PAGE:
Both malls are depressing as shit, needless to say, unless it’s the dead of winter and you just need to get out of the house, in which case: what a treat! The Democrat mall’s not so bad around three or four on school days right when the kids are starting to gather, because suddenly there’s this infusion of life instead of the shuffling zombies, all of whom look about four decades older than they are. No one can stand up straight, lots can barely walk, they hobble, they limp, the women are losing their hair and people wear these permanent expressions of surprise and fear. Because movement and fresh air and clean food and water and a quiet burial plot under some trees far, far from a highway are 21st century luxuries, marks of extraordinary privilege. Because lots of people have surrendered these things, or been robbed of them, or some nefarious combination therein. During the first Iraq war, mall security infamously ejected a man wearing a “Peace on Earth” T-shirt.
So long as you have your headphones and a good book and a pen and a seat on the Hudson River side and are dressed for the weather. So long as you don’t forget your headphones.
But back to the Starbucks across the highway. They’re playing old-old Billy Joel. There’s a beautiful pre-op male-to-female barista. I’m cross-legged in an upholstered armchair drinking an iced tea. A man just sat down in the next chair. We share a side-table. He’s reading the Travel section. He’s tapping his foot to the old-old Billy Joel. He looks lonely. He’s got nice energy, a turquoise pinky ring. Possibly I’m projecting about the lonely part. Possibly I’m projecting about the nice energy part. We say nothing to each other. The community bulletin board by the toilets is glaringly empty.
4. The train
Down to NYC and back home again the next day. It’s like a vacation, a parallel life. I wouldn’t beg Amtrak for a residency on one of these barreling old overpriced tin cans, but it’s not so bad so long as no one left trash/food/perfume on your seat earlier in the route. So long as you have your headphones and a good book and a pen and a seat on the Hudson River side and are dressed for the weather. So long as you don’t forget your headphones.
5. On break at the Food Co-op
It was lonely, moving up here. I joined the co-op straight away. Figured I would find my people. It was made clear that to be nominated for a slot at the cheese counter is quite the honor. All the cool people work in cheese. Produce might beg to differ, and bulk seems kind of fun, but in cheese there are free samples to give out, and a boom box, and the beloved cheese monger, who is given to fits of operatic Italian.
The co-op’s a mile from downtown, tucked behind a Family Dollar. Soon it will move to a hotly contested new building even further from downtown, but closer to the highway. There will be more parking, gleaming poured concrete, a bigger café, and shiny everything, but people will complain bitterly that it has lost its soul.
For now, soul intact, it’s a charming rabbit warren with a tiny potholed parking lot and an appropriately surly, dreadlocked staff. There is a beautiful personified sun painted on the wall by the produce (“Hi, sun!” my boy calls out in greeting) and a blue sky with fluffy clouds painted on the ceiling (“Hi, sky!”).
I think of my great-grandfather with the shovel, those tiny inanimate bundles, one after another. Where did he bury those boys?
My maternal great-grandparents owned and ran a grocery store in Larksville, Pennsylvania, near Wilkes-Barre. Met at an immigrant dance on the Lower East Side, got married in rental attire at sixteen, seventeen. Had four boys and four girls. The boys all died in infancy, “some genetic thing they could fix like that today,” my mother tells me, snapping her fingers.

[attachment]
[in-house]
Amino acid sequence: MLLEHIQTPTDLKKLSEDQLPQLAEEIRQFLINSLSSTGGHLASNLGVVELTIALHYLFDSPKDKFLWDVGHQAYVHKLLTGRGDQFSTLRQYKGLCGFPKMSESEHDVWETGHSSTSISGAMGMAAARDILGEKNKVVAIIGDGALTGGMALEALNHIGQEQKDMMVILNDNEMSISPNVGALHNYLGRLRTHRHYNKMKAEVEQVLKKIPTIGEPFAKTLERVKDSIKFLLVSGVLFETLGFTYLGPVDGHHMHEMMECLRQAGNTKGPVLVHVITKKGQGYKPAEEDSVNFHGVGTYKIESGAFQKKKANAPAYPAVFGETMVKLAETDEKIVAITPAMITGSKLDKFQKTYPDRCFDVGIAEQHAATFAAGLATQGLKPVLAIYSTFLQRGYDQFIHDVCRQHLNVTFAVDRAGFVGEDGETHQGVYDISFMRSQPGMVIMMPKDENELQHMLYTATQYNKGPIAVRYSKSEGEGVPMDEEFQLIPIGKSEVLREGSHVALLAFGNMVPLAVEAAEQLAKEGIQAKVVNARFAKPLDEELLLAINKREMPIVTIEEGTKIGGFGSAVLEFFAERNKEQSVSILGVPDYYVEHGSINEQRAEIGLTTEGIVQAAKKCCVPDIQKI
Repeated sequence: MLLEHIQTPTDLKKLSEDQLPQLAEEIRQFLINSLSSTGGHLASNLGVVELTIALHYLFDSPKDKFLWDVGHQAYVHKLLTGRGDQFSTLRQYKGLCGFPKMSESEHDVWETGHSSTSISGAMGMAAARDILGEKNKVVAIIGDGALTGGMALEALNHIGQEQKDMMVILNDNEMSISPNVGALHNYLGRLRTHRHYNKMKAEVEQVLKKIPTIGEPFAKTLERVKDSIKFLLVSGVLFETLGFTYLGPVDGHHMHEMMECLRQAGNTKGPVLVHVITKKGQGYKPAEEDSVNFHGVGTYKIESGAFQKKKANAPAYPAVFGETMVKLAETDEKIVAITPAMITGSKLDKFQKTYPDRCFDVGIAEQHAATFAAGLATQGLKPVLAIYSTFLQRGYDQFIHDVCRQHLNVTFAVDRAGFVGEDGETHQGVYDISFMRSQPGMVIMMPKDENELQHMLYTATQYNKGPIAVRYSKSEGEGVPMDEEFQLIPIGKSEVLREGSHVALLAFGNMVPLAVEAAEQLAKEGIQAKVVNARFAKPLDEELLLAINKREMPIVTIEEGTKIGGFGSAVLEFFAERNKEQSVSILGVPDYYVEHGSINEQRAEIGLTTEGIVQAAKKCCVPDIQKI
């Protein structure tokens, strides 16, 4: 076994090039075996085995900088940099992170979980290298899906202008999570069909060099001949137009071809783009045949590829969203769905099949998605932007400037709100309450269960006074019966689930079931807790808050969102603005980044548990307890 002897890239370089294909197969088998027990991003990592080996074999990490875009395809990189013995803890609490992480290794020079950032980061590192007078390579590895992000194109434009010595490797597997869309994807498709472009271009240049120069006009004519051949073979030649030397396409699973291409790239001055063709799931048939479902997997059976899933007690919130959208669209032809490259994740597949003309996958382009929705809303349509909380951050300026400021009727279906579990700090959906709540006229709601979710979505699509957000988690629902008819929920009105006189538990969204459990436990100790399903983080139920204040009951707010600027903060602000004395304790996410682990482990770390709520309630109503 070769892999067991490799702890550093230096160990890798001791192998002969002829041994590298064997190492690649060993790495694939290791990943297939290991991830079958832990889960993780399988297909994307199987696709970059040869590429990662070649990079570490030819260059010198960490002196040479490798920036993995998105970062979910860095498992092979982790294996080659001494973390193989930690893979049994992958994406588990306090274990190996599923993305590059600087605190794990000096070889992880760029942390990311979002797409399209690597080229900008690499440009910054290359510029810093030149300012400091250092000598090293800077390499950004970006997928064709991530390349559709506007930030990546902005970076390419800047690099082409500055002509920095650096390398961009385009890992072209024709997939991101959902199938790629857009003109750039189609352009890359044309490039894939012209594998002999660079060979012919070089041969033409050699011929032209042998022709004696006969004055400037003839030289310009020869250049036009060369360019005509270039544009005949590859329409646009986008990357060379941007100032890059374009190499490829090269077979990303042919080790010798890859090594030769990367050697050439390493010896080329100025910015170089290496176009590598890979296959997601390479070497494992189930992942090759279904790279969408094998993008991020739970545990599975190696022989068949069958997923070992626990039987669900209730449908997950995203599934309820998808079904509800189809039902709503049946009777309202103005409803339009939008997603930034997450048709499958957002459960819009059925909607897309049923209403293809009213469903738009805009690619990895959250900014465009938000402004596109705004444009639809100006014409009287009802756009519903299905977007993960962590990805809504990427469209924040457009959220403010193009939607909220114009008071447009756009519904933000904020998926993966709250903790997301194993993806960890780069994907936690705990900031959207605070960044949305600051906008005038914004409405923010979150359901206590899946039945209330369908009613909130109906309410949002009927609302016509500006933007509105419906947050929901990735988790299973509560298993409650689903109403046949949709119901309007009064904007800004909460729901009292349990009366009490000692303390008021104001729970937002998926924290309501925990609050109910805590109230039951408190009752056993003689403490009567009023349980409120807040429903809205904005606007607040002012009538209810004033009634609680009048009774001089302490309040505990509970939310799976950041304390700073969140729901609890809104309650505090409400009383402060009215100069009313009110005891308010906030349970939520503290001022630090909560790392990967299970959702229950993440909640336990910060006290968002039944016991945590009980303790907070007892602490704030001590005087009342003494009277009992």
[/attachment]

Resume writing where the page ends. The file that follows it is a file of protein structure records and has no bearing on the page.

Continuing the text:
Can you imagine? Four dead baby boys. Rabbi said no funerals for the dead boys, just showed up with a shovel and accompanied my great-grandfather on a walk in the woods to bury the things. You can’t officially mourn a child unless it lives at least 30 days. Which is only practical: a few dead babies were par for the course. You’d be in constant mourning if you went through the whole rigmarole every time. I think of my great-grandfather with the shovel, those tiny inanimate bundles, one after another. Where did he bury those boys? Was there a marker? Was he the kind of man who cried?
But the four girls all lived. And went to college. Louis and Dora Levinson, immigrant grocers too busy staying afloat to mourn their four dead baby boys, sent four girls to college in the 1930’s. Girls! To college! During the depression! Can you imagine?
Great Aunt Miriam, the youngest of those girls, tells me the Polack kids used to chase her home from school, throwing rocks, shouting dirty Jew, dirty Jew. But also it’s said that Lou and Dora were fairly popular in town despite being dirty Jews, since they extended a great deal of credit to many families during the hardest years. My mother’s cousin Lou, named for his grandfather, tells me all this. Latter-day Lou still lives in Wilkes-Barre, in the grandest old stone house in town. He’s an obstetrician. “You’re so lucky,” Lou says of my having given birth perfectly fine at home without machines or scalpels or needles or electronic fetal heart monitoring or synthetic drugs or forceps or whatever other routine barbarism women are routinely brainwashed into thinking they need. He used to love to torment me about feminism when I was like nine. Lou’s alright, though. A sweet man. His loyalty to Wilkes-Barre, to the family, to our common history, is admirable. He’s the pride and joy of the whole immigrant narrative, and he knows it.
Dora lived to be an old, old lady, obsessed with American soap operas (from which, it’s said, she learned English). She lived to see her four daughters grow up and have children and she lived to see those children nowhere near the working class. She lived to be an old lady with plastic cat-eye glasses on a chain, in a top-of-the-line recliner with a gorgeous brown and yellow and orange zigzag afghan she made herself covering her lap, watching soaps.
There’s one picture of her and me. She’s smiling, reaching up to squeeze my fat infant hand. But she doesn’t hold me. Her second daughter is newly dead. My mother, her granddaughter, is blond and beautiful and educated and privileged and batshit crazy, a world and a half away from whatever shtetl hut Dora’s mother’s mother kept clean. A world away from four dead baby boys buried without fanfare God knows where near Wilkes-Barre, Pennsylvania.